Time on the cross: the economics of American Negro slavery
First published in 1974, Fogel and Engerman's groundbreaking book reexamined the economic foundations of American slavery, marking "the start of a new period of slavery scholarship and some searching revisions of a national tradition" (C. Vann Woodward, New York Review of Books).In an Afterword added in 1989, the authors assess their findings in the light of recent scholarship and debate.
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Slavery was saved, he said, by a "vast extension of the territory of the United
States," which opened "new soils to Southern enterprise." The problem of the
planter's position was at once solved, and the domestic slave trade commenced.
Nor was it true that southern soils and climate were generally better for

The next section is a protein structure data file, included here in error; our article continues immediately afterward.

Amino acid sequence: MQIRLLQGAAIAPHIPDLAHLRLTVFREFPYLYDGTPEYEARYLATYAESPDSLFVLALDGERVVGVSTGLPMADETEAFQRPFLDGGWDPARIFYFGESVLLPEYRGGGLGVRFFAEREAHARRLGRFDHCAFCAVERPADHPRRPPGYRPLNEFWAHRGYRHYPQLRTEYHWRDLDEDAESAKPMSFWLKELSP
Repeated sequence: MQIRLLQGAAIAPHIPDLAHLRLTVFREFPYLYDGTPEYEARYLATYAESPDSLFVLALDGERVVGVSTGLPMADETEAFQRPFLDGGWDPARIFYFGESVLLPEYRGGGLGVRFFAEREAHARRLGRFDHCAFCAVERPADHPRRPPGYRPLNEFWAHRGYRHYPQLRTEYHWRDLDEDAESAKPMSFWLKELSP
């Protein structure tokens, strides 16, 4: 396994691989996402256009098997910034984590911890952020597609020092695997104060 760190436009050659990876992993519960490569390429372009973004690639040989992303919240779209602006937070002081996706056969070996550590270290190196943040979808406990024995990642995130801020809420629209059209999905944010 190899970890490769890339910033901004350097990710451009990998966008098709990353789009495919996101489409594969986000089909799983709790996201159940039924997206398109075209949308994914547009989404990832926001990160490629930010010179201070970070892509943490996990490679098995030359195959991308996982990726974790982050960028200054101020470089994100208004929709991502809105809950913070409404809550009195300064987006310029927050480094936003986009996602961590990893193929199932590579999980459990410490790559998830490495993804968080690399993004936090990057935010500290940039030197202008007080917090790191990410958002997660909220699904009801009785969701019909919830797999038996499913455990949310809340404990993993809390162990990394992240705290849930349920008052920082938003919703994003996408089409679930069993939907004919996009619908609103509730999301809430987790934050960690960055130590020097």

agricultural purposes than northern land and climates. No doubt some southern
soils were better for agriculture than some northern ones. But on average
southern soils ...
Soils had to be of a high fertility and practically unlimited in extent. Only "where
the natural fertility of the soil is so great as to compensate for the inferiority of the
cultivation, where nature does so much as to leave little for art," only then, said ...
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Time on the Cross created a sensation when it was first published, and received largely favorable notice. It claimed to break new ground with its cliometric study of slavery. A notable dissenter from ... Leer reseña completa